India's Intellectual Property Appellate Board (IPAB) has revoked Roche's Indian patent on its hepatitis C drug Pegasys (peginterferon alfa-2b).
In 2006, Pegasys became the first drug to receive patent protection from the Indian Patent Office (IPO) since 1970, under the country's new intellectual property legislation introduced in 2005. This patent was immediately challenged by local generic drug maker Wockhardt and Sankalp Rehabilitation Trust, a civil society group based in Mumbai, using clauses in the new law that permit such challenges on the grounds that, for example, the drug was not a not a novel innovation or that it did not demonstrate inventiveness.
Wockhardt and Sankalp argued that Pegasys did not meet either of these requirements, but in 2009 the IPO rejected their challenge and upheld Roche's patent.
Sankalp subsequently appealed to IPAB, which announced its decision in favour of the group's challenge on November 2. The ruling also upheld the rights of patient groups to challenge the validity of previously-granted patents. Public interest "is a persistence presence in intellectual property law," and it is against public interest to "allow unworthy patents to be on the Register," added the Board.
The ruling suggests that generic versions of Pegasys could become available in India fairly shortly, depending on whether or not Roche decides to appeal the IPAB ruling, comments the Indian fortnightly journal Business Today.
In a statement, Sankalp said it hoped that the absence of a patent barrier would now spur generic competition "to bring down the price of this much-needed drug.
The group also called on the government to take "concrete steps" to start providing access to Pegasys, which is not currently supplied through the public healthcare system.
Treatment of chronic hepatitis C requires a six-month course of Pegasys, which costs around 436,000 rupees - although it can be purchased at a discounted price of 314,496 rupees - and is given in combination with ribavirin, which costs 47,160 rupees for a six-month course, says Sankalp.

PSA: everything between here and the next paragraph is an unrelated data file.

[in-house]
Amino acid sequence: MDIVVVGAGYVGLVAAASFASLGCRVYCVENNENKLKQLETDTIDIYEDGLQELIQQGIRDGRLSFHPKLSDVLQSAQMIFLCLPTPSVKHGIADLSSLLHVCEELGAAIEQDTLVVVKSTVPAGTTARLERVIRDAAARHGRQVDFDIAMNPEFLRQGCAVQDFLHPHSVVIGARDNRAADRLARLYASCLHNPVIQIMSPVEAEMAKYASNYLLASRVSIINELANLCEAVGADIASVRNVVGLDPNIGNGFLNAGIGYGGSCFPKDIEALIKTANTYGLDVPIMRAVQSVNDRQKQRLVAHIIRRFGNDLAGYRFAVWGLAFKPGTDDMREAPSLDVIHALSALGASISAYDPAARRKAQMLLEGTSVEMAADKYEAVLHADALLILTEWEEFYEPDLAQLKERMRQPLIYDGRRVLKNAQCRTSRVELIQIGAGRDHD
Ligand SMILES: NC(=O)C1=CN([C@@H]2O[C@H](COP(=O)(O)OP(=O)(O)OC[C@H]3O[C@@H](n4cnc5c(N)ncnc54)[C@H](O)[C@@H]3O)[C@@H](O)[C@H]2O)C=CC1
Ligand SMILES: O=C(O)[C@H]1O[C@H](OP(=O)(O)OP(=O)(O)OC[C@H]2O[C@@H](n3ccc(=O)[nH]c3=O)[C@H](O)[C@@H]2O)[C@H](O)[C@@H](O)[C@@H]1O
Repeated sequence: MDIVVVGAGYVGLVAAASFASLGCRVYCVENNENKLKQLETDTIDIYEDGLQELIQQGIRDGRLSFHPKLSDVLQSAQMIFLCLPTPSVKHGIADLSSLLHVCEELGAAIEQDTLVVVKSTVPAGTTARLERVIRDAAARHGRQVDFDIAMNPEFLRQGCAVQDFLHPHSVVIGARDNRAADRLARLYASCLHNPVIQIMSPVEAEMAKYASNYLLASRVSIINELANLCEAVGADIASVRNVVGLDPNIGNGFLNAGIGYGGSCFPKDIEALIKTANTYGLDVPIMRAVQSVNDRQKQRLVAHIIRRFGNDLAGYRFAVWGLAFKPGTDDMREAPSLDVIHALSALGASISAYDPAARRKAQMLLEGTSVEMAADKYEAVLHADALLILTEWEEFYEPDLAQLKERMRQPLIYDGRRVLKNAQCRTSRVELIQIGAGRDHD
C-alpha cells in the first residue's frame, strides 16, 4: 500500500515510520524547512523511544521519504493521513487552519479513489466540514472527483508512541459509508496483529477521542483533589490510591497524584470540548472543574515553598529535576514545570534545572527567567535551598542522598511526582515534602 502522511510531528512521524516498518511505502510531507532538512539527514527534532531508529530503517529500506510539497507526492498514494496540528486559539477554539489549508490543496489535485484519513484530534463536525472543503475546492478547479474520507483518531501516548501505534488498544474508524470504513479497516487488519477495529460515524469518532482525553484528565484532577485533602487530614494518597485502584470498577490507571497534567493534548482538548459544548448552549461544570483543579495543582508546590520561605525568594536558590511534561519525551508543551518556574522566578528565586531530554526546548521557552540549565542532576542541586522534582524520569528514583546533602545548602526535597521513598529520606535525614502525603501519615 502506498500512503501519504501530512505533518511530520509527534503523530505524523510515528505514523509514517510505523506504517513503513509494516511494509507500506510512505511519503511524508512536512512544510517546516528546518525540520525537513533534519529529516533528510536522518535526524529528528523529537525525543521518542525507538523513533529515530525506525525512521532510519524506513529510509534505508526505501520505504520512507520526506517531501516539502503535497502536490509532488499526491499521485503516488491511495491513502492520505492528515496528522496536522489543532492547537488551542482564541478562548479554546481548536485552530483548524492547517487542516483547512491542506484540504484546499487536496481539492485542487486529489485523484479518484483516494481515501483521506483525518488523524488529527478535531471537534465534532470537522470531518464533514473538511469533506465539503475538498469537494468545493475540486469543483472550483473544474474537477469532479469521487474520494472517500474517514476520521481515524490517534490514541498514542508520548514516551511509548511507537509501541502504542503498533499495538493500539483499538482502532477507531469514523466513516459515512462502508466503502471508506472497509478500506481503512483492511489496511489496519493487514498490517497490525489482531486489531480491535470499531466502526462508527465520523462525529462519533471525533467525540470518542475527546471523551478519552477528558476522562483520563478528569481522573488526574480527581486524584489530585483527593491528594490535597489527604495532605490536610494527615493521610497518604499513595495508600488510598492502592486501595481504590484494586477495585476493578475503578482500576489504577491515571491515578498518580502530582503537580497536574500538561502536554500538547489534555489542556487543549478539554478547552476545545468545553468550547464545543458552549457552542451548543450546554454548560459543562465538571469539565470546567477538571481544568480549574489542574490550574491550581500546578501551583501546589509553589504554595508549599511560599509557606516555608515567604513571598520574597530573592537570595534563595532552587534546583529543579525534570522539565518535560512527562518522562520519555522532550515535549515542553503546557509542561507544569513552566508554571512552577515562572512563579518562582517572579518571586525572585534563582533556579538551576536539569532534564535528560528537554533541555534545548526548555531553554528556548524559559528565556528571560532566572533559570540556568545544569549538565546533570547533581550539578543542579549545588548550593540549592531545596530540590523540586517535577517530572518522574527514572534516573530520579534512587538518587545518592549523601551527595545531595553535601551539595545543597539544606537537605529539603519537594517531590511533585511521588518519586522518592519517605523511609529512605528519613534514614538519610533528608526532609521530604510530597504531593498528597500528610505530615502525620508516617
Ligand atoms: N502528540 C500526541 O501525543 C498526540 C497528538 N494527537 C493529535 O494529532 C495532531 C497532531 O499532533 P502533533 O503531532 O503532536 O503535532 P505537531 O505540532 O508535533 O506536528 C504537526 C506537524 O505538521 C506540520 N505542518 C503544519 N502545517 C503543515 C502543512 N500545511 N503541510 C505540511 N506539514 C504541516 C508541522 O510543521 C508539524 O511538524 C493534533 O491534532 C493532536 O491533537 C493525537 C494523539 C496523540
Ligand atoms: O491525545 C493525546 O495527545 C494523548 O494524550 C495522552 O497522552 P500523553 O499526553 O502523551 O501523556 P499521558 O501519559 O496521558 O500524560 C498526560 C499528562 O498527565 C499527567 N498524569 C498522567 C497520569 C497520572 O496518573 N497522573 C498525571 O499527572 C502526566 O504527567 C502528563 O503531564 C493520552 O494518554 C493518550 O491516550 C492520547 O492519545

Business Today also suggests that other alternatives for the Swiss firm could be to make the drug available in India at a much lower price than elsewhere in the world, or to link up with an Indian manufacturer and, again, sell the drug in that market at a greatly reduced price.
The decision has opened the path for other patents to be challenged, say local observers. "Concerned patients' groups will now have been clarity in challenging patents on medicines for HIV, cancer and other diseases," comments the Lawyers' Collective HIV/AIDS Unit, which represented Sankalp in this case.
According to the Unit, IPAB’s ruling "rightly observed" that Roche had "used conventional methods to pegylate interferon and obtained predictable results, thereby rendering it obvious to a person skilled in the art." The Board had also correctly held that Roche had failed to satisfy the requirement of showing enhanced efficacy," said Unit director Anand Grover, adding: "we hope that the Patent Offices too follow these standards while deciding pre- and post-grant oppositions."
The changes to India’s patent law introduced in 2005 followed the nation's signing, a decade previously, of the World Trade Organisation (WTO)'s Trade-Related Aspects of Intellectual Property Rights (TRIPs) agreement.
Estimates of the number of people in India infected with the hepatitis C virus are in the range of 10-12 million.